Too Far Away

girl in windowOur first home as newlyweds was a full day’s drive from my parents’ house and even farther from that of my in-laws. Each of my husband’s promotions only increased the distance. It didn’t seem like a big deal at first.

With the birth of our daughter, however, I began to grieve the almost daily milestones my parents were missing. I hadn’t realized how important that was going to be, or how painful. By the time our son came along, I had resigned myself to the limitations of distance. But it didn’t make it easier.

We fought the battle of geography with telephones—whooping over each baby’s first solid night’s sleep, announcing each new tooth, crowing over first steps, and cajoling babies into repeating their budding vocabularies into faceless receivers. We captured grins and endearing gestures in snapshots, which (no matter how quickly we processed the film and got them mailed) were hopelessly out of date by the time they arrived. When possible, we closed the space with long-distance travel. Still, I fretted that my children wouldn’t develop strong relationships with their grandparents.

I needn’t have worried. God made it happen anyhow. My children established closer bonds with them than I dreamed possible.

History Repeats

Today, our children are married and they, too, live far way from both parents and in-laws. With the delightful appearance of our first grandchild and the promise of two more packages of joy coming this year, I still have my sad moments. There won’t be cross-town missions to babysit or frequent family gatherings. I won’t often thrill to the music of “Grandma! Grandma!” echoing through my halls.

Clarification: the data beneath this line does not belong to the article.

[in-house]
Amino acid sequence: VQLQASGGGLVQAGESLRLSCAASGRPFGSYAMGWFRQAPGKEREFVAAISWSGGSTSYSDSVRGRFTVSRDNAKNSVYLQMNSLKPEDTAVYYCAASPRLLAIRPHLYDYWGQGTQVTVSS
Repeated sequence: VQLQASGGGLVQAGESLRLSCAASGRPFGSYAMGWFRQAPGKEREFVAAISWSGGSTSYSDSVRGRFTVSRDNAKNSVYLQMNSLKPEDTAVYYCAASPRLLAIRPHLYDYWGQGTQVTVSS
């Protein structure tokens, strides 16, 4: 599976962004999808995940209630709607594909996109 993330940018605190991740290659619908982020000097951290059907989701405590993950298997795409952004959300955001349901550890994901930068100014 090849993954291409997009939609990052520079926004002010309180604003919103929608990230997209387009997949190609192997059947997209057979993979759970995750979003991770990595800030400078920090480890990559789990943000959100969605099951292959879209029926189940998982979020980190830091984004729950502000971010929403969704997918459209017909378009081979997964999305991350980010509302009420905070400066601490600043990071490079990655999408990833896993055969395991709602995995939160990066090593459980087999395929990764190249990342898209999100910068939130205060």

The old worry has reappeared—what kind of relationship will they have with me? I dream of smelling baby powder and feeling baby cheeks. I ache for grandchild squeals in my ears and the weight of leaping toddlers in my arms.

Jesus warns us not to worry about tomorrow, “for tomorrow will worry about its own things. Sufficient for the day is its own trouble” (Matthew 6:34, NKJV). True enough. As hard as today’s problems may be, adding the weight of worrying over what might be is simply a waste of emotional energy. If my premature worry won’t make one hair white or black, if it can’t add one cubit to my height, how will it make distant parts of the country closer?

How shall I fight the battle of geography? The same way I did before–with a good dose of God’s grace to supply patience and endurance for the journey. By using all the tools at my disposal. Snail mail, phones, and long distance travel are still available. But now I have email, Facebook, instant messaging and (the penultimate weapon of my warfare) video calling!

God will find a way. Somehow we will bond.

Meanwhile, I’ll just keep speaking to my worry-prone heart: “Why are you cast down, O my soul? And why are you disquieted within me? Hope in God, for I shall yet praise Him for the help of His countenance” (Psalm 42:5, NKJV).

If you enjoyed this, please share (or scroll down to comment):

6 replies added

  1. Jeanne Doyon March 7, 2017 Reply

    Oh, my…my heart is tracking with yours, Terry. My kids are far away. My new grandson is too. We do Skype and I mail packages (he loves getting mail) but it is so hard to think about only seeing them in person once a year. Just needed you to know that I know how you feel.

    • Terry March 7, 2017 Reply

      Thanks, Jeanne. We’re just so fortunate to have a visual element to our communication, aren’t we? But, oh, the feeling of missing hugs!

  2. Jetta March 8, 2017 Reply

    Envy rears its head when I see friends with with local grandchildren. Your post struck a nerve! It also reminded me to give God my anxiety over bonding. What a timely post as our oldest grandson enters his busy teen years. Thank you, Terry!

    • Terry March 8, 2017 Reply

      I’m so glad this blessed you, Jetta. Thanks for your comment. It’s surprising how many people are in this same situation. But God…

  3. robertafish March 8, 2017 Reply

    I can so relate. I think that feeling also helps us to understand Jesus’ desire to come and take us home so there won’t be any distance. Thanks for sharing!

    • Terry March 9, 2017 Reply

      What a beautiful thought, Roberta! Yes. I can better understand His longing to have us home. Thank you.

Any thoughts on this? Please comment.